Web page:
Many have been hit by this problem and may have contributed to more passes being available this year.
Ashleigh Barty of Australia gets ready for a practice session on the Aorangi Practice Courts
Long lines of tennis fans queuing to enter the courts at the Wimbledon Championships
Lucy Rayner thought she and her family had secured a pair of tickets for number one court on July 8, then a pair for ladies’ finals day, and finally a pair for men’s finals day.
But five days later Ticketmaster sent an email cancelling her purchase.
Her family has accidentally breached a strict rule against buying more than two tickets using the same credit card.
They said the rules were not made clear enough, while others complained it wasn’t mentioned in the 9,000-word long Terms and Conditions page.
The AELTC said: ‘Under the AELTC’s Conditions of Sale, the purchase of more than two tickets by any one credit card is strictly prohibited.
‘Regrettably, people who purchased more than two tickets using one credit card were contacted by Ticketmaster to advise that any transactions beyond the purchase limit would be cancelled.
‘We appreciate the disappointment this will have caused to those affected, but these conditions were clearly stated in multiple locations on the website, and at the ‘accept and continue’ stage of the ticket purchase.’
A screenshot from a Ticketmaster site showed the notice provided during the purchase process. It read: ‘Please note: There is a ticket limit of two tickets per person and per credit card on this event.’
The policy has been a long-standing ploy to ensure an even distribution of ticket sales, a spokesman said.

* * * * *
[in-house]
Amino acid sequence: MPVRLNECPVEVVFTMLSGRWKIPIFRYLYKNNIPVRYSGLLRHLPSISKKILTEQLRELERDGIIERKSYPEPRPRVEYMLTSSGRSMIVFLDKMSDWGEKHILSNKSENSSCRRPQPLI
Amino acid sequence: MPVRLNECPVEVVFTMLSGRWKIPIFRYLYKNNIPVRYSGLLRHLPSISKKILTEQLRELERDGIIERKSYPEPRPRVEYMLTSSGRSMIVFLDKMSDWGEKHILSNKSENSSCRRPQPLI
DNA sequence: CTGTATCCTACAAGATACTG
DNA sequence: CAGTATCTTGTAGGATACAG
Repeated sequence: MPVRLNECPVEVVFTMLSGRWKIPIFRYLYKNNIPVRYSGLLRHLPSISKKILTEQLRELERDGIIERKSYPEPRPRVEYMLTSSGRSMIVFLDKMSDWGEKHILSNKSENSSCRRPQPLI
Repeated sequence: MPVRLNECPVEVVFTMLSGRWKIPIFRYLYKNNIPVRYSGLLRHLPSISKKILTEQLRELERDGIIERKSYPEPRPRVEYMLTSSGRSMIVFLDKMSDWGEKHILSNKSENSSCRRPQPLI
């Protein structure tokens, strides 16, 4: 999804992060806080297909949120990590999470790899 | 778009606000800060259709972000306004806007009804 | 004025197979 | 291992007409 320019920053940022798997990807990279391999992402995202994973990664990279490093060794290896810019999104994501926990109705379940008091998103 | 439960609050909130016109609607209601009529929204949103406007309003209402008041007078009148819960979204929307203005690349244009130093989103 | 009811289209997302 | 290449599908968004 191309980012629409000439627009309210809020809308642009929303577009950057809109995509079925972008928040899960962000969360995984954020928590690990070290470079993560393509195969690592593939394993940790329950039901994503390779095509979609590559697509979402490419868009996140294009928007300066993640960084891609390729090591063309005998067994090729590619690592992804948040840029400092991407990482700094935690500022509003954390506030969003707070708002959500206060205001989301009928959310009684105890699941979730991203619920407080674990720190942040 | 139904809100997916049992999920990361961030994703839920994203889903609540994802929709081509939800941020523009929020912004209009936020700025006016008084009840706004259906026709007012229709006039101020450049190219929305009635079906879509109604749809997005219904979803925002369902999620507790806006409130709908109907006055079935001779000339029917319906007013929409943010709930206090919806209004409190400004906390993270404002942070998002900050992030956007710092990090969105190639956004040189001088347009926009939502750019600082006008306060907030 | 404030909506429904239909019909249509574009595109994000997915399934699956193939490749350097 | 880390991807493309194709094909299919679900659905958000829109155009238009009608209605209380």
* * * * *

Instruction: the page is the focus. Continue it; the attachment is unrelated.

Wimbledon’s history and how the tennis championships have evolved
Spencer Gore, who won the first gentlemen’s singles at Wimbledon in 1877
The first Wimbledon Championship began on July 9, 1877, with the gentlemen’s singles the only event held. It was won by old Harrovian Spencer Gore from a field of 22, with around 200 spectators paying one shilling each to watch the final.
In 1884, the club added ladies’ singles and gentlemen’s doubles, with ladies’ doubles and mixed doubles joining the mix in 1913.
Until 1922, the reigning champion had to play only in the final, against whomever had won through to challenge them.
Other more recent developments include the introduction of yellow balls in 1986, which are now collected by around 200 ball boys and girls. Slazenger has been the official ball supplier since 1902.
It is not known when the famous tradition of serving strawberries and cream first began – but in 2019 vegan cream was served as an option for the first time.
The Championship was first televised in 1937, and more than 26 million now watch on the BBC alone.
As with the other three Major or Grand Slam events, Wimbledon was contested by top-ranked amateur players; professional players were prohibited from participating. This changed with the advent of the open era in 1968.
No British man won the singles event at Wimbledon between Fred Perry in 1936 and Andy Murray in 2013, while no British woman has won since Virginia Wade in 1977 – although Annabel Croft and Laura Robson won the Girls’ Championship in 1984 and 2008 respectively.